Trans-Pacific View author Mercy Kuo regularly engages subject-matter experts, policy practitioners, and strategic thinkers across the globe for their diverse insights into U.S. Asia policy. This conversation with Tiberio Graziani – president of the Institute of Geopolitics and Applied Sciences in Rome and editor of GEOPOLITICA – is the 94th in “The Trans-Pacific View Insight Series.”
What is Moscow’s strategic calculus for Russia’s role in U.S.-China relations?
As far as the continental level is concerned, Moscow believes that a deep and long-lasting relationship between the two main Euro-Asian Powers, such as Russia and China, must be pursued for the geopolitical and geostrategic stability of the Eurasian continental mass. Russia and China have common interests in the Pacific and the Middle East areas. As far as the global framework is concerned, Moscow reckons Beijing as one of the main pillars for building a new multipolar or polycentric order. BRICS [Brazil, Russia, India, China, and South Africa] efforts are also part of this strategy.
Moscow does not seem intent on intruding into relations between Washington and Beijing, since it considers [U.S.-China ties] primarily economic and financial relations. However, Moscow is aware that China undermines U.S. hegemony in Asia Pacific and that there is a competition between Beijing and Washington in Latin America and Africa.
Describe the geostrategic stakes in managing North Korea from the perspective of Beijing, Washington, and Moscow.
In recent times, Beijing perceives North Korea as a regional disturbance factor that could jeopardize its win-win global strategy and provide the U.S. and Japan the pretext to justify any use of their armaments and logistical implementation in the Pacific area. Russia’s position over North Korea seems to be similar to the Chinese one. The U.S., increasingly projected in building an “America First” strategy, seems to be, at the moment, facing difficulty in making any decision to resolve the North Korean question.
The U.S. and Russia have long-standing interests in the Middle East while China is increasingly expanding its influence in the region. Explain the geopolitics of each country’s leadership in the Middle East.
Russian and Chinese interests in the Near and Middle East are complementary. Both countries have vital interests [requiring] that the whole strip starting from the Mediterranean and reaching Central Asia achieve stability as soon as possible. Their interests not only concern the level of security and, in general, the geostrategic landscape, but also significant energy-related and economic issues. China intends to maintain and implement good relations with all producers and energy holders of the area, also in view of the continental OBOR [One Belt One Road] project in which Beijing intends to invest its future. Russia aspires to play an active role in the Mediterranean and to balance the presence of the U.S. in the whole area and, at the same time, to build and improve the infrastructure for the transport of its energy resources in Europe.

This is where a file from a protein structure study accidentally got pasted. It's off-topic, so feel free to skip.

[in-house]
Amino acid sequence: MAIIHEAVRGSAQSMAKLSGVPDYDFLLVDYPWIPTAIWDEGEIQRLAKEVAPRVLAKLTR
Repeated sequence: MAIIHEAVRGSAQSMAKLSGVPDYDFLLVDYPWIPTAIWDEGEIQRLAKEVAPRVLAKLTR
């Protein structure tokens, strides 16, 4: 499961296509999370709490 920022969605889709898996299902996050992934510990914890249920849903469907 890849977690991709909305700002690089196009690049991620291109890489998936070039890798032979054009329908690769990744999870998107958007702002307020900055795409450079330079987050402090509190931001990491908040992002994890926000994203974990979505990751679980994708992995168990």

The United States, a sea power with global aspirations, seeks to maintain its hegemonic role in the Mediterranean and Middle East areas both through the Atlantic Alliance and by consolidating relations and partnerships with its traditional allies such as Saudi Arabia, Israel, and the Emirates. However, according to President Trump’s latest statement during his trip in the Middle East, a new strategy seems to be emerging based on U.S. disengagement in favor of building of a kind Middle Eastern NATO.
Explain the impact of perceived Russian influence in U.S. domestic politics on U.S. global leadership.
I think that the presumed Russian influence on U.S. domestic politics corresponds to a fake target that President Trump’s current opponents shake to hide their mistakes during the electoral campaign rather than a real fact. However, the perception of this presumed influence and, above all, its dissemination could, on the one hand, contribute to Mr. Trump’s impeachment and, secondly, weaken, at global level, the perception of the solidity and strength that the United States has achieved in the world since the end of World War II.
Assess how U.S.-China-Russia relations might evolve under the U.S. administration’s “America First” policy.
It is difficult to evaluate the evolution of relations between the U.S., China, and Russia in the light of the “America First” doctrine, since the latter has no precise boundaries yet. In my view, President Trump is building, step by step, a foreign affairs doctrine that we will understand in a few months. For the time being, America First is still a slogan of his presidential campaign. Regarding President Trump, we are now accustomed to his sudden change of strategy. In my opinion, Trump is a tactician with great resilience, a considerable ability to adapt himself to the needs of the moment.
Washington seems intent to pursue a bilateral strategy with Russia and China articulated on single and specific aspects. At this time, a new global system seems to be emerging, but it will be very difficult to find a lasting balance. We are in the age of uncertainty.